The Loihi chip from Intel is based on the human brain. newsroom.intel
Intel has turned to the human brain to inspire the design for its latest chip. The experimental chip called "Loihi” uses an unproven type of technology called "neuromorphic". The new chip ignores the traditional design of logic gates and instead uses "spiking neurons" as its fundamental computing unit. These computer neurons can move signals along in a similar way to our own brains neurons. The Loihi chip contains around 130,000 simulated neurons. To put that into perspective, a lobster has about 100, 000 neurons and the human brain has about 80 billion neurons.
Design based on brain increase workload but uses less power
The theory of turning to the human brain as a base model for processing instead of other ways is that using this method may allow for an increase in the speed of machine learning without the massive power requirements. Human brains work by communicating information with pulses or spikes. Brain cells don’t work alone; the activity of one neuron affects another as the information is passed in a relayed fashion. This means groups of cells working together are what increase intelligence and learning. If we think about this in terms of the chip, what we can see if that the energy usage is shared among groups rather being ‘on’ all the time. Human brains work by relaying information with pulses or spikes, strengthening frequent connections and storing the changes locally at synapse interconnections. As such, brain cells don't function alone because the activity of one neuron directly affects others.
Intel says new chip has potential for use in personal robots
These types of chips could lead to the perfect kind of AI -- ones that can learn as they go, rather than being taught a long list of tasks prior to beginning their designated job. Intel already has their eyes on the applications of this chip saying, "The test chip [has] enormous potential to improve automotive and industrial applications as well as personal robots.” While neuromorphic sound good in theory they have yet to show their true potential up against the current deep-learning technology. But that isn’t deterring the big players to try and keep experimenting with this new technology. IBM built a neuromorphic chip called "TrueNorth" that has 4,096 processors simulating around 256 million synapses. But even with the potential power Facebook's deep learning specialist Yann LeCun has said that they are convinced the chip could stand up to complex tasks like image recognition.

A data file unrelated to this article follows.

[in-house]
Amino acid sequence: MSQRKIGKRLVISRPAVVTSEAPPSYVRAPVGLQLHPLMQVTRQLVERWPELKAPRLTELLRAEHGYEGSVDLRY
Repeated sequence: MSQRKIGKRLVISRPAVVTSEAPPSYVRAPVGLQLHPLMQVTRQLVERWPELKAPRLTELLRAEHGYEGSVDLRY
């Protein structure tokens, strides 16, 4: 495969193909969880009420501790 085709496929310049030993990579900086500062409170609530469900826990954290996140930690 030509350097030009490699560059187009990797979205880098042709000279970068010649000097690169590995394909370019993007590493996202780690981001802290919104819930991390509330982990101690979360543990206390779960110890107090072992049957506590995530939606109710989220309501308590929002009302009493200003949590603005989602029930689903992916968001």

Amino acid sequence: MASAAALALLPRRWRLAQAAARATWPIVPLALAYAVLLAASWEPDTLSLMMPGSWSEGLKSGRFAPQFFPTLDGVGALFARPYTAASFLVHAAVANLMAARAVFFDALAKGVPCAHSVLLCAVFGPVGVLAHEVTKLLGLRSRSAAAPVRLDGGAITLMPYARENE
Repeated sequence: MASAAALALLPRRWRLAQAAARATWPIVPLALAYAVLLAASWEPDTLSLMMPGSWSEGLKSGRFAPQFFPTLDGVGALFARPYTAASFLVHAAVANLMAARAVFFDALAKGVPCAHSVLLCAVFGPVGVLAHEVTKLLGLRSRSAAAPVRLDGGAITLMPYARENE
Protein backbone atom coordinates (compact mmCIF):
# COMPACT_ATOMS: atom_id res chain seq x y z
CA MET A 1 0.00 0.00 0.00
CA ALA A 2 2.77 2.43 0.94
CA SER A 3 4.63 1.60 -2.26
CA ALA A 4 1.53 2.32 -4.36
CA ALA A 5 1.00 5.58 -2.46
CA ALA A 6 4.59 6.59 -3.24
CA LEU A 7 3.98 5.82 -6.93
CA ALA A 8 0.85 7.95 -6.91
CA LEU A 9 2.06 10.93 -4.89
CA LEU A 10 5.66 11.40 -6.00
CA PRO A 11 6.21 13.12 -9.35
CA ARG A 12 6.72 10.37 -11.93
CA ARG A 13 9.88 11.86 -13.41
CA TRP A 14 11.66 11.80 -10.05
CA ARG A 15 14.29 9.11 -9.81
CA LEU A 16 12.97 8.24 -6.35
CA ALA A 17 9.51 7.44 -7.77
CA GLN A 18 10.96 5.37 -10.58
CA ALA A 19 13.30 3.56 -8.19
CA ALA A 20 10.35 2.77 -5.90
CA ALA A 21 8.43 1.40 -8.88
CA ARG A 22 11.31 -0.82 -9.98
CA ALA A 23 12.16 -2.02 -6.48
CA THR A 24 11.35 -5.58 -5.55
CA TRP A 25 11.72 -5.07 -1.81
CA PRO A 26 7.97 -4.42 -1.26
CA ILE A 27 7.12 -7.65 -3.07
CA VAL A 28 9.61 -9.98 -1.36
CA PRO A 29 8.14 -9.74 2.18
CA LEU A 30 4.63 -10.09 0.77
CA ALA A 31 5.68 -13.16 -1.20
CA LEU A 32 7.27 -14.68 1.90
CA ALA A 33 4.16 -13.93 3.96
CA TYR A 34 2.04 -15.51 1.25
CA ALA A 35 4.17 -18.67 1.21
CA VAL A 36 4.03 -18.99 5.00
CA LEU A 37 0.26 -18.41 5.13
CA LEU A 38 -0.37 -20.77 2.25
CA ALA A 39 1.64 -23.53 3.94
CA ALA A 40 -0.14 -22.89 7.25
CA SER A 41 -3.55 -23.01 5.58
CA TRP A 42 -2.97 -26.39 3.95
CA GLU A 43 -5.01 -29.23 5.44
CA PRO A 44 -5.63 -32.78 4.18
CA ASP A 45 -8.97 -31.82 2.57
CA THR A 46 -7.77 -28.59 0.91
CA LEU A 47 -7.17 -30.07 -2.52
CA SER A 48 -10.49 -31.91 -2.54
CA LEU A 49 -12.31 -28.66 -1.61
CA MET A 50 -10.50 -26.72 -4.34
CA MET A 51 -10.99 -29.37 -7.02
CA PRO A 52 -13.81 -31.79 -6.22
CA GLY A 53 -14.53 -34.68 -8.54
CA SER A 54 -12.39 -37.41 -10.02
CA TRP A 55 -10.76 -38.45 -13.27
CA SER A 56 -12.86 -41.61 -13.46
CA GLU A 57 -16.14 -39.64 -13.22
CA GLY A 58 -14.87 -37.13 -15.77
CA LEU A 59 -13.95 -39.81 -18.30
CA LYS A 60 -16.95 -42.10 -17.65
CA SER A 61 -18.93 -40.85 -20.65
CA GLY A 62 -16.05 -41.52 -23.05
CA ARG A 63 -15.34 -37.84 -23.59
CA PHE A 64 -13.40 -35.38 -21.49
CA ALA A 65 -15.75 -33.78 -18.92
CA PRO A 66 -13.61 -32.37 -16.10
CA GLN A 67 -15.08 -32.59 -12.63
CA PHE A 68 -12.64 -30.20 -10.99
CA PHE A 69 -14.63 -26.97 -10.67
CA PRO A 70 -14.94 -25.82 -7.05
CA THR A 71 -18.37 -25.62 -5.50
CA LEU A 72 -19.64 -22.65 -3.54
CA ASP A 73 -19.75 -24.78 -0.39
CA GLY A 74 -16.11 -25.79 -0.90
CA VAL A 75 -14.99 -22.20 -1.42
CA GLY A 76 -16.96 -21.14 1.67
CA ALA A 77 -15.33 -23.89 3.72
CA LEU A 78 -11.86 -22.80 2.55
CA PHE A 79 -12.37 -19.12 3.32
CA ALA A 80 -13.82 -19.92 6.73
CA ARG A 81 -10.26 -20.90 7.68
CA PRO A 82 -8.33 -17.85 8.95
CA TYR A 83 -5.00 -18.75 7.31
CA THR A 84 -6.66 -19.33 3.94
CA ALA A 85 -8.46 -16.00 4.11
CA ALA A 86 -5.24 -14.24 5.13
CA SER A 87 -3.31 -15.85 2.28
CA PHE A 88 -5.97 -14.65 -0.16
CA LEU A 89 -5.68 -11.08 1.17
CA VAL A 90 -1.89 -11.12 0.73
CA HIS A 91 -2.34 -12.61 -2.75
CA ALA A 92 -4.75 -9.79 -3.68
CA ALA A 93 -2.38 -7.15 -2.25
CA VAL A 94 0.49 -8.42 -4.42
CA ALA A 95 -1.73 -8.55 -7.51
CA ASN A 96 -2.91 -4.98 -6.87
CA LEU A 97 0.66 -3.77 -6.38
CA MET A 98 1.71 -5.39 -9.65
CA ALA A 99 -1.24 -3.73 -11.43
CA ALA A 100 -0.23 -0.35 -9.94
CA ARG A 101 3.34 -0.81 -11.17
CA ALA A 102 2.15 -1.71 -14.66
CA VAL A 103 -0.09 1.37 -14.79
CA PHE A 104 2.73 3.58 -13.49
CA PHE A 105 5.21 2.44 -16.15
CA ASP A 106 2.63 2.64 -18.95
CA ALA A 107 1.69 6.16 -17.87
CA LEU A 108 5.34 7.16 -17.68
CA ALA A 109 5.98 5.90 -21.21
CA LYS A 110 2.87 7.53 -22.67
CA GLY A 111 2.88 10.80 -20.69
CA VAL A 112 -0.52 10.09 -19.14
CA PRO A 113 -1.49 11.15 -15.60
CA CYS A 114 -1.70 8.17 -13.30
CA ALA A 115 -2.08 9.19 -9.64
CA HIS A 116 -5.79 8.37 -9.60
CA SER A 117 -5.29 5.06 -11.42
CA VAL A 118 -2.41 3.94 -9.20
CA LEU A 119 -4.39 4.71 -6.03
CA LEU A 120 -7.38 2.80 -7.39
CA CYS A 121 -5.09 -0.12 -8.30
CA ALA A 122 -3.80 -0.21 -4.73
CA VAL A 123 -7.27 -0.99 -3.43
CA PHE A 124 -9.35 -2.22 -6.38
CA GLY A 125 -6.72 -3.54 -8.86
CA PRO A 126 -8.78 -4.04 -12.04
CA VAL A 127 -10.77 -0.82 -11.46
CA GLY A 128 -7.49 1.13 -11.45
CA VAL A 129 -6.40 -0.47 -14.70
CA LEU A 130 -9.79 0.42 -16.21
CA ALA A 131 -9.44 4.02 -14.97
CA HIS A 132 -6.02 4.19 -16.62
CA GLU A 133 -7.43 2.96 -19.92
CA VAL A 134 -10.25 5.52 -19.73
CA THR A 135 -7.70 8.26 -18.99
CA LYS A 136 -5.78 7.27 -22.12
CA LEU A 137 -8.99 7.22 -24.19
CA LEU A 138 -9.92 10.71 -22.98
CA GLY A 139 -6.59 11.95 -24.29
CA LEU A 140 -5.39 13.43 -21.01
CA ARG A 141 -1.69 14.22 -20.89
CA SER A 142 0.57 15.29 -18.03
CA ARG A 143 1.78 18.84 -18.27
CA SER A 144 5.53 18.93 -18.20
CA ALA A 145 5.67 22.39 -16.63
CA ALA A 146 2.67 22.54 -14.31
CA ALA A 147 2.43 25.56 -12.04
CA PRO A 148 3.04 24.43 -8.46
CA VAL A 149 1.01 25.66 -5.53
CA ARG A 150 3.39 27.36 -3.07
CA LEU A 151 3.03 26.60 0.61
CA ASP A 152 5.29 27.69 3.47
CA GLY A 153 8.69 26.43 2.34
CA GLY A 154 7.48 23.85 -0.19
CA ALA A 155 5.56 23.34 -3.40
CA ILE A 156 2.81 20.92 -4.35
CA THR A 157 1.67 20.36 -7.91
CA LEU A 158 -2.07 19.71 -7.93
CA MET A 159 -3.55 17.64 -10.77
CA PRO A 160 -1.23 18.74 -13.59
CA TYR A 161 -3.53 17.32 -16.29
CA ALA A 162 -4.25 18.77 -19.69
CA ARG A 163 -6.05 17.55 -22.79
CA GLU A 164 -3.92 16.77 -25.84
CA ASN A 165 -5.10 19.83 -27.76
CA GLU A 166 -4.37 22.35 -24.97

Chip to be shared with leading AI researchers
Intel is determined to push Loihi as far as it can and will look to “"leading university and research institutions" as a testing ground for the chips. They plan to let these institutions who have a serious Ai agenda have free range with the chips in an effort to push their development and potential. The chips will be created using Intel's 14-nanometer process technology and be distributed in November this year.